Said figures are wrong, process was flawed
The FCC is taking some lumps over the size of lump sum payments it is proposing to offer cable operators and other earth station owners for transitioning out of the lower portion of the C-Band satellite spectrum.
The FCC is auctioning that lower portion for terrestrial wireless broadband.
In a meeting with FCC chairman Ajit Pai last week, ACA Connects (ACAC) chair Patricia Jo Boyers and association president Matt Polka signaled the FCC was seriously off on the payments and said the FCC should go back to the drawing board, or the accounting ledger as it were.
The FCC is allowing satellite operators to transition earth stations for their clients, like cable operators, at no cost, or letting those clients handle the transition of their own earth stations and get a lump sum.
Boyers basically told Pai that she has no interest in “having satellite operators, who have no expertise in running a cable business, make any technical, financial, or operational decisions with respect to her earth stations’ transitions,” so essentially her only option is the lump sum.
That said, she told Pai according to a summary of the meeting, the FCC’s calculations could wind up giving earth station owners like her only 7 cents on the dollar of the expected relocation costs–ACA Connects came up with its own estimates–which would defeat the purpose of the sum, which is to allow MVPDs a “real choice” in transitioning.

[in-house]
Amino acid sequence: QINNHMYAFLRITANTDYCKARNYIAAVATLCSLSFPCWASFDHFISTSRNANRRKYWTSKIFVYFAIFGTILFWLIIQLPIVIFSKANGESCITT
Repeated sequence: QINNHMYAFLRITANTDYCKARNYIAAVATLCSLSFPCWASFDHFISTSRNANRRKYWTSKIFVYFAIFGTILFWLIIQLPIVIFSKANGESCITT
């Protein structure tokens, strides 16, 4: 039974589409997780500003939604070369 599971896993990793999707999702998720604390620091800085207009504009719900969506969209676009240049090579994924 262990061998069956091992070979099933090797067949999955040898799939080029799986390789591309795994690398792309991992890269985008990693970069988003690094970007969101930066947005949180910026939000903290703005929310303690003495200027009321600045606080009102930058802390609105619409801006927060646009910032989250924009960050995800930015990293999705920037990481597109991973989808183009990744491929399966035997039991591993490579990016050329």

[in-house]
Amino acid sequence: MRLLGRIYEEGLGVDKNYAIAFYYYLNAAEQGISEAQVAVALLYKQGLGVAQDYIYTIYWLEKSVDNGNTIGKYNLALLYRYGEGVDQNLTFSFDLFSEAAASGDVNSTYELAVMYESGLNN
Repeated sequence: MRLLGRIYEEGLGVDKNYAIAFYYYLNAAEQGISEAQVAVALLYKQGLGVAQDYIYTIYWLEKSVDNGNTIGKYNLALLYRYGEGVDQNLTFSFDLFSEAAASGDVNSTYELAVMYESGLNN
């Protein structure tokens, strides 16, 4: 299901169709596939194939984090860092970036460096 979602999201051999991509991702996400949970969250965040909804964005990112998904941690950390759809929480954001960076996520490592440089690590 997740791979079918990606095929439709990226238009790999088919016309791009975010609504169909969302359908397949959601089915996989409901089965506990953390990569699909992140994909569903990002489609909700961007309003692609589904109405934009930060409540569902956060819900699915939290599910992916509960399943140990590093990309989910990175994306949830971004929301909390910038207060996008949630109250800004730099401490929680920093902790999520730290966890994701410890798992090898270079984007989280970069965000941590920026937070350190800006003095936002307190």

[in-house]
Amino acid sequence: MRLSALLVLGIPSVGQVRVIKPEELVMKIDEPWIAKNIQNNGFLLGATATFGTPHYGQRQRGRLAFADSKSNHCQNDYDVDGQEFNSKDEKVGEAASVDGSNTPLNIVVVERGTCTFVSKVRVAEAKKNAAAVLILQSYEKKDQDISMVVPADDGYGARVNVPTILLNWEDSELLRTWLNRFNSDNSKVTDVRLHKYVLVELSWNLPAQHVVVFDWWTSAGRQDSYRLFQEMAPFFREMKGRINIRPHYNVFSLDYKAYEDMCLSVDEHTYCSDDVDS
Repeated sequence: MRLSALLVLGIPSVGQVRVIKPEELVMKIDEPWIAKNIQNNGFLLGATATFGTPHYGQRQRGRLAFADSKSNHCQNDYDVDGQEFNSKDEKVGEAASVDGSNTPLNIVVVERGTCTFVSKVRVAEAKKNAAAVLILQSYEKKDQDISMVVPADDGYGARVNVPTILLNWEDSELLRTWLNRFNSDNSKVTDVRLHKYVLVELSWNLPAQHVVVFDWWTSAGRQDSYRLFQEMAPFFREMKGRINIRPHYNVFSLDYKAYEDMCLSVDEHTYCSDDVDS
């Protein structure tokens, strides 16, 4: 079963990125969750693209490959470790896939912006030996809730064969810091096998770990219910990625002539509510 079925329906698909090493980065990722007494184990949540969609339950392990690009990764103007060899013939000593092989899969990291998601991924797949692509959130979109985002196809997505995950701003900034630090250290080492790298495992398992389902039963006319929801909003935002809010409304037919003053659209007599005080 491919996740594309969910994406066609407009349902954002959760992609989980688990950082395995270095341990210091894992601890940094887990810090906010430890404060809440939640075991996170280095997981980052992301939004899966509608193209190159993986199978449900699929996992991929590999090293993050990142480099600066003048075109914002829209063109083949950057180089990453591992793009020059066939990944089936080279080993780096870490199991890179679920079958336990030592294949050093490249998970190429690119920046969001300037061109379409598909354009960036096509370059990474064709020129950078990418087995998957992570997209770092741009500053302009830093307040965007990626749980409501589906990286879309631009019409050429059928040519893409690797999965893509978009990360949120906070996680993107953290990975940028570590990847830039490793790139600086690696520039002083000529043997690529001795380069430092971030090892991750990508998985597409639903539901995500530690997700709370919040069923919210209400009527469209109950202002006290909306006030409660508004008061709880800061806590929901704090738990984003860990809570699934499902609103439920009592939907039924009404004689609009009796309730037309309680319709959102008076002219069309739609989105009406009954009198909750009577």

Some of those MVPDs plan to transition to fiber instead, but still argue they should get the lump sum.
Polka did not pull punches with the Wireless Bureau’s lump sum cost estimates, calling them untenable and ascribed it potentially to the bureau’s “inexperience with the technical, financial, and operational issues surrounding the distribution of video content from MVPD receive-only antennas to the homes of MVPD customers,” which is generally the province of the Media Bureau.
ACA Connects had asked the FCC to delay MVPD’s deadline for comment on the lump sums until after satellite companies had actually turned in their transition plans, but the FCC declined. Polka said that decision may have contributed to the disparity between the FCC estimates and what ACAC said are the actual costs.
He also said ACAC would have been glad to assist in those estimates had it nod been for the speed and lack of transparency with which the bureau proceeded to calculate them.
ACAC recommends the “rework” the sums and seek additional comment.